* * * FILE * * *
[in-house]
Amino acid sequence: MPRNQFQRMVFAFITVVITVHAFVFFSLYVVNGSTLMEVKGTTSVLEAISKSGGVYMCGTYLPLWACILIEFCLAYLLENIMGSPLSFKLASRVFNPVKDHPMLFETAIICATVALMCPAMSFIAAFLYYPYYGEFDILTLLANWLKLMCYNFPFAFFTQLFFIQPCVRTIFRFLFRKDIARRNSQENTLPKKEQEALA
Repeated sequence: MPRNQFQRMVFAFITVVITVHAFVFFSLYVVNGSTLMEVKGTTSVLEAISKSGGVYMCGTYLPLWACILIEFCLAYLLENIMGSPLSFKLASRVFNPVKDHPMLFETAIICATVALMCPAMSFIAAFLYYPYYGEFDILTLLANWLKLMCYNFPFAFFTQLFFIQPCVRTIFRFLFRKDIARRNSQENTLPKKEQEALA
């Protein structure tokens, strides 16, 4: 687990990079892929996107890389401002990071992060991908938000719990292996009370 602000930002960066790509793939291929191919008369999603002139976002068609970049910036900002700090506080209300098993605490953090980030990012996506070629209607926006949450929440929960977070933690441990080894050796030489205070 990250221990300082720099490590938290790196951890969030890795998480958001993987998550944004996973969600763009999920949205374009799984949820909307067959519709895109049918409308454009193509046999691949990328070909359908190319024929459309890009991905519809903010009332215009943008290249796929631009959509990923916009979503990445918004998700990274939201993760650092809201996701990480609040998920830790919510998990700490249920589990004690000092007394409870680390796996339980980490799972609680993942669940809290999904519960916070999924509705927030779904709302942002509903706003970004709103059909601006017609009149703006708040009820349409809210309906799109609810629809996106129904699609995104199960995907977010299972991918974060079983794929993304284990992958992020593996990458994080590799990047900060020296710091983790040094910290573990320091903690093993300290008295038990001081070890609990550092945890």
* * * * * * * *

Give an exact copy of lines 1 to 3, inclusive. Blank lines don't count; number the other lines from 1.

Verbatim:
[in-house]
Amino acid sequence: MPRNQFQRMVFAFITVVITVHAFVFFSLYVVNGSTLMEVKGTTSVLEAISKSGGVYMCGTYLPLWACILIEFCLAYLLENIMGSPLSFKLASRVFNPVKDHPMLFETAIICATVALMCPAMSFIAAFLYYPYYGEFDILTLLANWLKLMCYNFPFAFFTQLFFIQPCVRTIFRFLFRKDIARRNSQENTLPKKEQEALA
Repeated sequence: MPRNQFQRMVFAFITVVITVHAFVFFSLYVVNGSTLMEVKGTTSVLEAISKSGGVYMCGTYLPLWACILIEFCLAYLLENIMGSPLSFKLASRVFNPVKDHPMLFETAIICATVALMCPAMSFIAAFLYYPYYGEFDILTLLANWLKLMCYNFPFAFFTQLFFIQPCVRTIFRFLFRKDIARRNSQENTLPKKEQEALA